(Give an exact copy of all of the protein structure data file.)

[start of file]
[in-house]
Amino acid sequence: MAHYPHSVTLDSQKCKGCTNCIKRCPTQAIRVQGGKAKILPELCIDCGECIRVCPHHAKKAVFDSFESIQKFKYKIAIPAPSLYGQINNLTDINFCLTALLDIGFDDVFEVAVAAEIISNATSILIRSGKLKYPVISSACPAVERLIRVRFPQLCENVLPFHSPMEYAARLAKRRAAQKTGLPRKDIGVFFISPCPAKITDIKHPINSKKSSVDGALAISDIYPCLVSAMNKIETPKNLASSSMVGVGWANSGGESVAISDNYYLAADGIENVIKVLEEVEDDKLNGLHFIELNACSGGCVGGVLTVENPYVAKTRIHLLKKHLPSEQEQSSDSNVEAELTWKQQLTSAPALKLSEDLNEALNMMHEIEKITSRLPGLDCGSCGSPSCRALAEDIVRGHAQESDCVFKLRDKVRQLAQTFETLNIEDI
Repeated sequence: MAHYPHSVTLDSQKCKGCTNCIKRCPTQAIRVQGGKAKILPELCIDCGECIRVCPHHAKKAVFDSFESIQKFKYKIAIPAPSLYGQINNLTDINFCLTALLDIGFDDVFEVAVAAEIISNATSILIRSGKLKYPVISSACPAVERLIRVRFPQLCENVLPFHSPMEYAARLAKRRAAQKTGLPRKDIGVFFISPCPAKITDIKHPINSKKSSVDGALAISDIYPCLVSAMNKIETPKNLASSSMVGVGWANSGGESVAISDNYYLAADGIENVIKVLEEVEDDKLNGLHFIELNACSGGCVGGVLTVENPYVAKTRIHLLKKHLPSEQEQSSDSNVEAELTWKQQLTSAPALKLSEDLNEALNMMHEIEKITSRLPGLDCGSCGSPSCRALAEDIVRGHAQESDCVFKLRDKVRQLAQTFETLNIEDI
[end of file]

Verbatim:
[in-house]
Amino acid sequence: MAHYPHSVTLDSQKCKGCTNCIKRCPTQAIRVQGGKAKILPELCIDCGECIRVCPHHAKKAVFDSFESIQKFKYKIAIPAPSLYGQINNLTDINFCLTALLDIGFDDVFEVAVAAEIISNATSILIRSGKLKYPVISSACPAVERLIRVRFPQLCENVLPFHSPMEYAARLAKRRAAQKTGLPRKDIGVFFISPCPAKITDIKHPINSKKSSVDGALAISDIYPCLVSAMNKIETPKNLASSSMVGVGWANSGGESVAISDNYYLAADGIENVIKVLEEVEDDKLNGLHFIELNACSGGCVGGVLTVENPYVAKTRIHLLKKHLPSEQEQSSDSNVEAELTWKQQLTSAPALKLSEDLNEALNMMHEIEKITSRLPGLDCGSCGSPSCRALAEDIVRGHAQESDCVFKLRDKVRQLAQTFETLNIEDI
Repeated sequence: MAHYPHSVTLDSQKCKGCTNCIKRCPTQAIRVQGGKAKILPELCIDCGECIRVCPHHAKKAVFDSFESIQKFKYKIAIPAPSLYGQINNLTDINFCLTALLDIGFDDVFEVAVAAEIISNATSILIRSGKLKYPVISSACPAVERLIRVRFPQLCENVLPFHSPMEYAARLAKRRAAQKTGLPRKDIGVFFISPCPAKITDIKHPINSKKSSVDGALAISDIYPCLVSAMNKIETPKNLASSSMVGVGWANSGGESVAISDNYYLAADGIENVIKVLEEVEDDKLNGLHFIELNACSGGCVGGVLTVENPYVAKTRIHLLKKHLPSEQEQSSDSNVEAELTWKQQLTSAPALKLSEDLNEALNMMHEIEKITSRLPGLDCGSCGSPSCRALAEDIVRGHAQESDCVFKLRDKVRQLAQTFETLNIEDI